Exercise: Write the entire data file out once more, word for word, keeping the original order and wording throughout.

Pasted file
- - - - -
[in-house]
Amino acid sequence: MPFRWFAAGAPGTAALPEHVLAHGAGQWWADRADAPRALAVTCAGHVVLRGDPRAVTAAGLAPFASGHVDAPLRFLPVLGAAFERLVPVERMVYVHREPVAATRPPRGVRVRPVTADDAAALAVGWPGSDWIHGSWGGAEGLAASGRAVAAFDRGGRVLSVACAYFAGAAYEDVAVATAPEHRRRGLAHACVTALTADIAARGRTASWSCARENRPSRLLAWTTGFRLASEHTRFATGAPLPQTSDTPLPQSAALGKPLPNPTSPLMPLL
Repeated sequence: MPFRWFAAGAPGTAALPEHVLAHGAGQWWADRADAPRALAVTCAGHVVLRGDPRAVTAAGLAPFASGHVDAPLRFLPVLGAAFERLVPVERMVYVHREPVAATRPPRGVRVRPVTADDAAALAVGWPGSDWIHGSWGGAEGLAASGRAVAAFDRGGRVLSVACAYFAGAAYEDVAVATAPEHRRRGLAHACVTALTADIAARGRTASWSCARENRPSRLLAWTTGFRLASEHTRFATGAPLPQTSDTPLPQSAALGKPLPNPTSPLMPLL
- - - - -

[in-house]
Amino acid sequence: MPFRWFAAGAPGTAALPEHVLAHGAGQWWADRADAPRALAVTCAGHVVLRGDPRAVTAAGLAPFASGHVDAPLRFLPVLGAAFERLVPVERMVYVHREPVAATRPPRGVRVRPVTADDAAALAVGWPGSDWIHGSWGGAEGLAASGRAVAAFDRGGRVLSVACAYFAGAAYEDVAVATAPEHRRRGLAHACVTALTADIAARGRTASWSCARENRPSRLLAWTTGFRLASEHTRFATGAPLPQTSDTPLPQSAALGKPLPNPTSPLMPLL
Repeated sequence: MPFRWFAAGAPGTAALPEHVLAHGAGQWWADRADAPRALAVTCAGHVVLRGDPRAVTAAGLAPFASGHVDAPLRFLPVLGAAFERLVPVERMVYVHREPVAATRPPRGVRVRPVTADDAAALAVGWPGSDWIHGSWGGAEGLAASGRAVAAFDRGGRVLSVACAYFAGAAYEDVAVATAPEHRRRGLAHACVTALTADIAARGRTASWSCARENRPSRLLAWTTGFRLASEHTRFATGAPLPQTSDTPLPQSAALGKPLPNPTSPLMPLL